Nice Guy, but it seems that all women hate you. They'd rather date jerks who treat them badly. Meanwhile you're ready to put them on a pedestal and worship them. Why can't they see how great you are? Especially after all the nice things you've done for them?
And this is where I start to see a problem with this attitude. The longer I hear a self-proclaimed "nice guy" rant about women, I hear the same thing come up over and over. "I'm nice to that woman, so I'm entitled to date her." You nice guys may not realize this, but that's basically your attitude. You are owed a girlfriend, and you are owed the affections of whatever female you find attractive.
Internet writer John Cheese came up with an interesting theory about this attitude. In movies, television shows, and video games, we see example after example of a man "winning" the affections of a women. She may not notice him at first. Perhaps she even hates him. But by the end of it, he does enough good deeds to completely win her over. In effect, she's his prize for all the good things he did. It doesn't matter what she wants or thinks. He's the hero, he's entitled to her.
Thursday, May 31, 2012
Wednesday, May 23, 2012
|Even when discussing gay marriage I'm still a geek. Oh, my!|
I’m not here to talk about the 2012 election, though. What I want to spotlight is the issue of gay marriage and why it’s becoming acceptable for politicians to come out in favor of it. Yes, there are still votes like Amendment One in North Carolina and Prop 8 in California, but overall the tide is turning and America is now more in favor of gay marriage than against it. (50% to 48%)
I have news for a lot of you. Gay marriage is becoming a reality in this nation, and there’s no reversing this trend. It’s going to happen. It might not be this year or next, but by the end of this decade, we’re going to see a lot more states legalize gay marriage, and in the not-so-distant future, be it a Supreme Court ruling like Loving v. Virginia, or a Constitutional Amendment, gay marriage is going to be a reality in this country.
And this puts a lot of Christians in a quandary. All our lives, we Christians have been told that gays are evil, that legalizing homosexual activity, let alone allowing gays to marry, would be the end of civilization. If we let this happen, God would strike us down Sodom-and-Gomorrah-style. So how are we Christians going to deal with this new reality, how are we to behave in a world where gay marriage is becoming the norm?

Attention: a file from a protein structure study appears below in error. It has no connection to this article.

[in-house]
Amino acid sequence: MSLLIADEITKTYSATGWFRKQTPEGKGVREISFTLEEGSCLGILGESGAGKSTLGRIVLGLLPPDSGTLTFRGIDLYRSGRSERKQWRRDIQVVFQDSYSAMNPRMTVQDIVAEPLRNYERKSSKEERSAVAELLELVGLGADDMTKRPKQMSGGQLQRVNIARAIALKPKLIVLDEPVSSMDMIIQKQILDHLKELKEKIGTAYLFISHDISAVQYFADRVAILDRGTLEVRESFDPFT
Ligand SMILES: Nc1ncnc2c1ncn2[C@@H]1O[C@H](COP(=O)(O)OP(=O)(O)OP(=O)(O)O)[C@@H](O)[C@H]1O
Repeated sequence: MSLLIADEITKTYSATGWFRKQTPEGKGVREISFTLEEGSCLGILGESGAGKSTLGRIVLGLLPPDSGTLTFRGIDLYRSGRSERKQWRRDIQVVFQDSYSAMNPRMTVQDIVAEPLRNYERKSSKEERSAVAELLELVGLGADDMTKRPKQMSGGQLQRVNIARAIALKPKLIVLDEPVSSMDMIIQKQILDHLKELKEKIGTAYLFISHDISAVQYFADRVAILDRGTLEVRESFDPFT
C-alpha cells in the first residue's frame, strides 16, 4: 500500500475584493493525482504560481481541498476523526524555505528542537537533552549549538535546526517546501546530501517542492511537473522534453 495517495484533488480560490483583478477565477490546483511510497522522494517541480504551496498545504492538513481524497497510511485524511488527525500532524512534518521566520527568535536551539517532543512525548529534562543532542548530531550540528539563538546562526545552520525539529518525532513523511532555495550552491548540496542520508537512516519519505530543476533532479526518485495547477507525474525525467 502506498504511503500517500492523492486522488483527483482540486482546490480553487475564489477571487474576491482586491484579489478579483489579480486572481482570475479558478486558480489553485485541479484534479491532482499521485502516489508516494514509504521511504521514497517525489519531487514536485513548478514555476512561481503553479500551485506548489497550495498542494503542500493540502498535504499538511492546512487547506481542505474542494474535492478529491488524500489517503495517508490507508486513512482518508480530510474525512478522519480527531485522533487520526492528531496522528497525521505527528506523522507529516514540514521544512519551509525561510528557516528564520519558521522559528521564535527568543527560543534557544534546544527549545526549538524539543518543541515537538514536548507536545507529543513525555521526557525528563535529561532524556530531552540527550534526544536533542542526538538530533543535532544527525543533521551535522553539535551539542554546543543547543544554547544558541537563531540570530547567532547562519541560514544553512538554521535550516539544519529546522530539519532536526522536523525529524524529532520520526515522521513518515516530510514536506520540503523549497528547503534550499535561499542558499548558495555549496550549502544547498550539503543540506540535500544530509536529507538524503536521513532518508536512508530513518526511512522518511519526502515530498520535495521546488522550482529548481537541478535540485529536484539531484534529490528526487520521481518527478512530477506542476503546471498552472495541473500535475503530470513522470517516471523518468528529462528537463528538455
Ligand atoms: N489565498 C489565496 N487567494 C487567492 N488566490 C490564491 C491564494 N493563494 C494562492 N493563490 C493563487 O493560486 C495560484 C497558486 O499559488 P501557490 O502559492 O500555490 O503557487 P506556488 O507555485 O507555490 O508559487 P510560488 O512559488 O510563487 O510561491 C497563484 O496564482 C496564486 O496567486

Monday, May 14, 2012
Marshall is partying in Atlantic City with Barney when Lily goes into labor, so the frantic father-to-be scrambles to get back to New York in time for the birth. Meanwhile, Robin and Ted try to distract Lily from her painful contractions. -tvguide
Spoilers ahead, so watch the episode before you proceed. Especially this one, because you know they like to do all these big reveals at the end of the season. Why do you think they stretch these things out so long? I mean, the entire show is built around the final reveal when Ted meets "The Mother," and if you've been watching for a long time, you don't want to go and get spoiled right when they finally get to the good stuff. And even if that's not the big reveal, you know we're going to find out who Barney is marrying. They've been teasing us for a whole year about that, so don't you think you should just watch the episode first? That's what I thought. I can't believe we even have to have this conversation.
Friday, May 4, 2012
Full Review: It began with one of the best post-credit sequences we'd ever seen. At the end of Iron Man, a movie that proved Marvel really got it when it came to turning its own properties into films, we were treated to one more scene. Tony Stark comes home and finds Nick Fury waiting for him. Fury, played by none other than Samuel L. Jackson, informs Tony that the hero universe is a lot bigger than he realizes, and they need to talk about a new team he's putting together.
That one moment changed everything. Up until that point, a superhero movie franchise was self-contained. Even though comic book heroes crossed over all the time, we never saw it in the films. Marvel, with its shiny new movie studio, decided to change all that. They figured, why not have Iron Man, Captain America, The Hulk, Thor, Black Widow, Hawkeye, and Nick Fury occupy the same universe? Thus began a series of movies that we knew would culminate in one of the biggest superhero movie events ever to grace our movie screens: The Avengers.
This was a pretty gutsy move on Marvel's part. Many studios have trouble committing to one big-budget blockbuster, and Marvel committed to at least six. Superhero movies are often hit-and-miss, and there's the fact that the longer a franchise runs, the worse the movies get. Marvel risked running out of steam before even reaching this promised movie, and they countered that by making sure each one of the movies leading up to The Avengers was solid.